Bridget Phillipson and Sir Keir Starmer both think that knowledge and skills should not be a case of either-or
The hard edges between ‘knowledge’ and ‘skills’ in the education policy world are starting to fray.
Labour's view on general and vocational education
Much has been made of Sir Keir Starmer recently saying that students need “a grounding” in both knowledge and skills, with room for both “practical problem-solving and academic rigour.”
Over the weekend the shadow education secretary, Bridget Phillipson, reinforced this, saying she doesn’t accept that there has to be a divide between knowledge and skills and “it’s not about choosing one or the other.”
The Conservatives and the skills agenda
In fact, the government has itself focused much more on the skills agenda in recent years, announcing its intention that “whatever qualification a young person or an adult chooses they can be confident that it will be high-quality and will lead to good outcomes.”
It sounds good, but many have asked what it really means in practice.
Knowledge and skills - separate entities or two sides of the same coin?
Given the continuing power of the GCSE and A level brands, should we expect this to change the qualifications young people actually take?
In a world where we breakdown the barriers between knowledge and skills, what should that mean for how we assess our students?
Learning skills requires knowledge. Maths is applied to the real world, through engineering, in construction.
The science of electric motors sits at the heart of being a modern mechanic. And similarly, knowledge never sits in isolation. As well as knowing scientific principles or literary classics, what must come is the ability to research, to communicate and to interrogate them.
So, yes, knowledge and skills are two sides of the same coin.
In which case, what if we thought about how to get the best of both worlds, helping our young people succeed in whatever discipline or profession they chose?
Knowledge and skills in the vocational education arena
There are already some huge reforms underway in the vocational space with the aim of amalgamating the assessment of skills, knowledge and behaviours.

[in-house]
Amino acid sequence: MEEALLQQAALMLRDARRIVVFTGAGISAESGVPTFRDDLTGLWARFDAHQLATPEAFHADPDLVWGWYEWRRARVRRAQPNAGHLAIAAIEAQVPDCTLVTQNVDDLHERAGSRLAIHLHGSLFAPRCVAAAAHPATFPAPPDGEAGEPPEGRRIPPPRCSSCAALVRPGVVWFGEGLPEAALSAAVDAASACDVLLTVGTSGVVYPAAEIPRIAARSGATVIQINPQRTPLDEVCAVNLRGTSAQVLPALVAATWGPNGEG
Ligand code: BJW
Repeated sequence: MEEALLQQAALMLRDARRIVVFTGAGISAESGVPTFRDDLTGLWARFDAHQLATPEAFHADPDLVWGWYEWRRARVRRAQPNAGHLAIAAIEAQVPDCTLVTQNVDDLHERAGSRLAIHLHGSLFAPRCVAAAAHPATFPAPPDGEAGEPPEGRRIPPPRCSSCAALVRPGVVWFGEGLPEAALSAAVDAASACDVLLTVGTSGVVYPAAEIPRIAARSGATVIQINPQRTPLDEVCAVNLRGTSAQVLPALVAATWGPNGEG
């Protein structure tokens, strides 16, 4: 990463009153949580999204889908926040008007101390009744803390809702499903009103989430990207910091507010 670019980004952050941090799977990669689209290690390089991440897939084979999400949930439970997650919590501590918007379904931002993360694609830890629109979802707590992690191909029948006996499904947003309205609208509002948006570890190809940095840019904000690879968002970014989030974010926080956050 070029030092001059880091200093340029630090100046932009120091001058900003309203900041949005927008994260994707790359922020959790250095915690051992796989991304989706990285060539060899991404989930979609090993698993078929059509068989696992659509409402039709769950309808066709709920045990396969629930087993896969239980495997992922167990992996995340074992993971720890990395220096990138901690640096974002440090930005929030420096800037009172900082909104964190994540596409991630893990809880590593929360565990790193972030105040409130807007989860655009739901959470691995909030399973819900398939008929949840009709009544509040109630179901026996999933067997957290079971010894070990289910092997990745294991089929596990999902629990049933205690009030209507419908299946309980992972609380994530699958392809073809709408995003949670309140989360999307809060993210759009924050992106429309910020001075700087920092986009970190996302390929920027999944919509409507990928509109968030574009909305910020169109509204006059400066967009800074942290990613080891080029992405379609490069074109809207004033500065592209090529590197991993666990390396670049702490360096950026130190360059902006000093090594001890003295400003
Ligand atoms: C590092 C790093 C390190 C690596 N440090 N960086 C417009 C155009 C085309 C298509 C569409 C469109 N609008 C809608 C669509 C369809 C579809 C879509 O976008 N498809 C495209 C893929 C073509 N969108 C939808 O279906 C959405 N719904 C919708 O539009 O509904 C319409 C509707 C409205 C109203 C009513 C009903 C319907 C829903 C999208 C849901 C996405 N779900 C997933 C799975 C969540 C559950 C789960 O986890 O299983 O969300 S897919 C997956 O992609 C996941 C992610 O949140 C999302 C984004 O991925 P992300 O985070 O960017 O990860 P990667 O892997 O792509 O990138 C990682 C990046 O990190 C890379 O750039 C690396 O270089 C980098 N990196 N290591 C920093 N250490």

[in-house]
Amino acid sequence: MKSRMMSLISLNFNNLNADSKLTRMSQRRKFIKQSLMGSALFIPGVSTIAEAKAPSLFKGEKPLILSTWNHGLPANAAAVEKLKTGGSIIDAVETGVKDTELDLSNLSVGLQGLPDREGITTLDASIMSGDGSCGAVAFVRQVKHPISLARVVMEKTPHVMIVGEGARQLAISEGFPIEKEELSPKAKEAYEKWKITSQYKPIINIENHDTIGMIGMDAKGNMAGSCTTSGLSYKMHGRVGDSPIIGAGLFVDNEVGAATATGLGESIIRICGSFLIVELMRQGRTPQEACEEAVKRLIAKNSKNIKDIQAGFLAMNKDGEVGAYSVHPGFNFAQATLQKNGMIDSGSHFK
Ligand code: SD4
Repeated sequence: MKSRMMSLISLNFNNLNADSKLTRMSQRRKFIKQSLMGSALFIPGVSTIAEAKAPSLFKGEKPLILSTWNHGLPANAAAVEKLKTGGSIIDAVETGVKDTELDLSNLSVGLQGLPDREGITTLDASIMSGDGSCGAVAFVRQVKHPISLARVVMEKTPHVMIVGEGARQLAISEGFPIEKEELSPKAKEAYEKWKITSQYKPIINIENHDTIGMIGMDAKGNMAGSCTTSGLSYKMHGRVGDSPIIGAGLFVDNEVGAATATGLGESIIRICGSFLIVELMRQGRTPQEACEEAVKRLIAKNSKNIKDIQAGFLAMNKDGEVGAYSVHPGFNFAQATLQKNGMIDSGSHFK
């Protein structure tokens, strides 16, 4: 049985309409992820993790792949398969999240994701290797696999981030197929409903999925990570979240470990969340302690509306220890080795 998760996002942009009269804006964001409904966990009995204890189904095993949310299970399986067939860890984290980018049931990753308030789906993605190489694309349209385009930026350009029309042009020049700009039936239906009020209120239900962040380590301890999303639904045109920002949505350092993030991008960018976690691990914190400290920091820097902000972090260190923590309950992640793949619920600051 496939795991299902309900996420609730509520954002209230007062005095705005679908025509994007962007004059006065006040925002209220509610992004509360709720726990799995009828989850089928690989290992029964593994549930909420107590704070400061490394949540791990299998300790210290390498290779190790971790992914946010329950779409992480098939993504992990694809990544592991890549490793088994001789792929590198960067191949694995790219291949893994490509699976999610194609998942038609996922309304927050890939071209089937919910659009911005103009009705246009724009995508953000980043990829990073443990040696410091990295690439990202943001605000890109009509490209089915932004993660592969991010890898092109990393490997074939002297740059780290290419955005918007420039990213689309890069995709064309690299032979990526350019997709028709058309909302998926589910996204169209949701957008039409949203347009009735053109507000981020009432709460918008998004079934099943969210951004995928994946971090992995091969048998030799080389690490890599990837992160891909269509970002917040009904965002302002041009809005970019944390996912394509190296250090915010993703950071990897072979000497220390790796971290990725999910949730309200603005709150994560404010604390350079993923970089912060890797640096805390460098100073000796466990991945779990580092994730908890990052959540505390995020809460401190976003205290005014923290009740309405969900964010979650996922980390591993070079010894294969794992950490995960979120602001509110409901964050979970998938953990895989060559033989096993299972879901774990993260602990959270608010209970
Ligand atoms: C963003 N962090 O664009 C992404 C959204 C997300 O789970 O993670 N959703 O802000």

In 2017 we saw the scrapping of Apprenticeship Frameworks in favour of Apprenticeship Standards, and we are in the midst of arguably the most sweeping reform at level 3, 2 and below that the sector has ever seen.
Funding concerns for mixed-study programmes
One area of concern for us, however, is the proposal to change funding rules around mixed-study programmes, and the potential for this to undermine the ability for schools and colleges to offer these to our young people.
More A levels being taken could be seen as good for AQA, but as an independent charity we are minded to ask, is it good for students?
Combining general and vocational qualifications widens student choice
Hundreds of thousands of learners who typically do mixed study programmes now will no longer have these choices and instead will need to consider A levels, Apprenticeships, T Levels, or a mixed-study programme made up of A Levels and A Level equivalents (Alternative Academic Qualifications).
We think the benefits of mixed-study programmes are evident.
After all, we’ve already said that knowledge and skills are two sides of the same coin.
Combining general and vocational qualifications not only allows cross-pollination of knowledge and skills, but also means young people can keep their options open and try out a range of topics and experiences.
In the general qualification space we have development of critical thinking, problem solving, and research skills – as well as knowledge and conceptual schemes which underpin further learning. In the vocational qualification space we have communication, team working and other skills everyone needs, as well as specific industry skills developed over time in real settings.
We believe the best education is one that broadens, not narrows, opportunity.
How can we get the best out of general and vocational qualifications?
Reforming technical education to raise quality and standards is therefore very welcome, but politicians should also look to ensure we get the best out of general and vocational qualifications together.
Perhaps this is the natural conclusion of what Sir Keir has set out – we can’t know if that is the Labour Party’s intention or not.
But, ultimately, it is through practical design of curricula, assessments and qualifications that we will truly break down the false dichotomy between knowledge and skills.